The glute kick-back is an exercise that, according to the internet, comes in several forms. One movement is a bodyweight exercise where you start on all fours and kick one leg back and up behind you, an exercise that is also called the donkey kick.
If that’s the move you’re after, we have a donkey kick exercise guide for you to refer to, but for our money the glute kick-back is a standing move that involves some kind of resistance. For this version you’ll need a cable machine, but you can also rig up a resistance band and use that for an exercise you can do at home.
As its name suggests, the move primarily targets the glutes. The standing exercise done with resistance places more emphasis on that muscle group than the donkey kick, sacrificing some of the core strength and balance benefits of the latter. However, the standing kick-back is more effective in strengthening your glutes, whether you use it as part of your workout or as part of a warm-up ahead of a tough leg day workout.
How To Do The Glute Kick-back
Set up a cable machine with an ankle wrap attached to the bottom of the machine. Wrap one ankle in the attachment and take a step away from the machine. Stand facing the machine with your feet shoulder-width apart and hold the pole with both hands.
Raise the leg attached to the machine directly behind you, keeping your standing leg planted on the floor. Squeeze your glutes at the top of the move, then slowly bring your leg back down to the starting position – don’t let the pull of the cable machine hurry you through this stage of the exercise. Do all your reps on one leg, then switch sides.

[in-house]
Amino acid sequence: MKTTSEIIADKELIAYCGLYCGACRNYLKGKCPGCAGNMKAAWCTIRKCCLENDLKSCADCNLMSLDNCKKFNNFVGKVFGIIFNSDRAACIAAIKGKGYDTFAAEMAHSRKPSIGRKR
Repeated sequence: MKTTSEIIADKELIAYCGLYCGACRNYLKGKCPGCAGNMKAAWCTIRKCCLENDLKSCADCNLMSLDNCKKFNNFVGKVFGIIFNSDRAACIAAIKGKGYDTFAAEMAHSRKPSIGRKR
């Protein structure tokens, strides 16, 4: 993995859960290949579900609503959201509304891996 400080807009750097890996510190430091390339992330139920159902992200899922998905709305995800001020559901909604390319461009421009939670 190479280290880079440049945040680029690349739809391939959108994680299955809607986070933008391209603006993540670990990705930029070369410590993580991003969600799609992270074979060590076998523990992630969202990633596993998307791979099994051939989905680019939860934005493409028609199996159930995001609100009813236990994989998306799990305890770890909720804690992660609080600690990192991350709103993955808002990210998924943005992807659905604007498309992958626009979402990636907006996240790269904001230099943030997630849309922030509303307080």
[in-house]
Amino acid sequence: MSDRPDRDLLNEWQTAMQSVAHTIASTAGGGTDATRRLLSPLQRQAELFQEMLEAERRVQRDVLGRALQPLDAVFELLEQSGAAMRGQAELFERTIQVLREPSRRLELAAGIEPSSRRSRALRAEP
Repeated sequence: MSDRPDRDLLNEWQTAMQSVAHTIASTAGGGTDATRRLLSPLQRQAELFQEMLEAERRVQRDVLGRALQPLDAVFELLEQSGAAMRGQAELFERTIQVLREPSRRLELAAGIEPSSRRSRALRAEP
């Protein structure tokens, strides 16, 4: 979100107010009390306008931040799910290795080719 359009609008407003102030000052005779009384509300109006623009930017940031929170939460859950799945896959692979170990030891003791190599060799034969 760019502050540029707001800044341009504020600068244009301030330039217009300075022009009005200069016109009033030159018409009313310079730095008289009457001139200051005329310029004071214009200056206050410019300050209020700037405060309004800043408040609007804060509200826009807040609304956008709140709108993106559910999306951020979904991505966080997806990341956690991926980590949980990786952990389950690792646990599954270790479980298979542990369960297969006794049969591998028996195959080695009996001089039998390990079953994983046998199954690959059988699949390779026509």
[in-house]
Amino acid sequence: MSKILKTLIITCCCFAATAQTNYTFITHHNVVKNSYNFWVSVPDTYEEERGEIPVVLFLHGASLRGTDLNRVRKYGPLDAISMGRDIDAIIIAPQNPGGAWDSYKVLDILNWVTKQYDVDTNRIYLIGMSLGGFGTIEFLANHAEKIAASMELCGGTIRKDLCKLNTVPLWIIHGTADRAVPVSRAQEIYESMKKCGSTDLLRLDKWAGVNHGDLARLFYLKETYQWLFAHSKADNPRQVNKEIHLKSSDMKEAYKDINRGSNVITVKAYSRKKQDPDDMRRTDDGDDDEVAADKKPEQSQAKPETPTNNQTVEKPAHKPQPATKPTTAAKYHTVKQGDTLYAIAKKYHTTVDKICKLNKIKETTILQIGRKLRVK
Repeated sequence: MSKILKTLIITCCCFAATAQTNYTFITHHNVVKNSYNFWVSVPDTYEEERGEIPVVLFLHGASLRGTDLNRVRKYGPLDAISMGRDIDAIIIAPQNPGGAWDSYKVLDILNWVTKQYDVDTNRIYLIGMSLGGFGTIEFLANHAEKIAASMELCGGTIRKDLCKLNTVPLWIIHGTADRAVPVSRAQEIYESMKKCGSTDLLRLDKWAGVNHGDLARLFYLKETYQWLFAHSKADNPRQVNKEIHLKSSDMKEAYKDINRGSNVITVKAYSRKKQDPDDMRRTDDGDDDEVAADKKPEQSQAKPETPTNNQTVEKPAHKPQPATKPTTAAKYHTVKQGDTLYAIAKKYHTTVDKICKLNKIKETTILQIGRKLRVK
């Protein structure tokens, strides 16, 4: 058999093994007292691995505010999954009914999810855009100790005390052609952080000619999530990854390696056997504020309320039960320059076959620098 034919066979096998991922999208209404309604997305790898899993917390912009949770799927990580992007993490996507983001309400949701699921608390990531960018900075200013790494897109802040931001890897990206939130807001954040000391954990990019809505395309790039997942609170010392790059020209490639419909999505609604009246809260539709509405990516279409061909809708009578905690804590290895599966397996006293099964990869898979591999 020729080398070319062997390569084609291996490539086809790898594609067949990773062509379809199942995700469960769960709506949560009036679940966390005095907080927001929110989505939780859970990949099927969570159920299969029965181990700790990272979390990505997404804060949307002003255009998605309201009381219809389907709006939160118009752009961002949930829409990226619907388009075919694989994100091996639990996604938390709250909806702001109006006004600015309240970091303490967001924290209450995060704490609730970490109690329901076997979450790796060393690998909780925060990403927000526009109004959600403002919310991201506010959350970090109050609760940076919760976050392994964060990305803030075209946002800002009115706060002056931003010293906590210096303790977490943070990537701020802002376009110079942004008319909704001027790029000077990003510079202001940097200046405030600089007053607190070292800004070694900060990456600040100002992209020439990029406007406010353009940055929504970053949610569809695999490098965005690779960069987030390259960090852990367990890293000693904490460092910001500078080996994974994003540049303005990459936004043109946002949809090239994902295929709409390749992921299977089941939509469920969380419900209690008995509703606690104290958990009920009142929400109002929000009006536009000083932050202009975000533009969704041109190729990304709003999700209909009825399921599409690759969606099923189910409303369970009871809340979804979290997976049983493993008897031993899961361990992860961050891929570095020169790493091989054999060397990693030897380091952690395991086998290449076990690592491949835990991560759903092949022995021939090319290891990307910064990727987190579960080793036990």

- The Best Cable Machine Exercises For All Levels
- The Best Glute Exercises For All Levels Of Gym-Goer
- The Best Resistance Bands For Gym And Home Workouts
Glute Kick-back Variations
Resistance band glute kick-back
If you don’t have access to a cable machine you can do the standing glute kick-back with a resistance band. You’ll need to find a sturdy anchor for one end of the band that also has something you can hold at around chest height. Loop the other end of the band around one ankle to perform the kick-back.
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Nick Harris-Fry is a journalist who has been covering health and fitness since 2015. Nick is an avid runner, covering 70-110km a week, which gives him ample opportunity to test a wide range of running shoes and running gear. He is also the chief tester for fitness trackers and running watches, treadmills and exercise bikes, and workout headphones.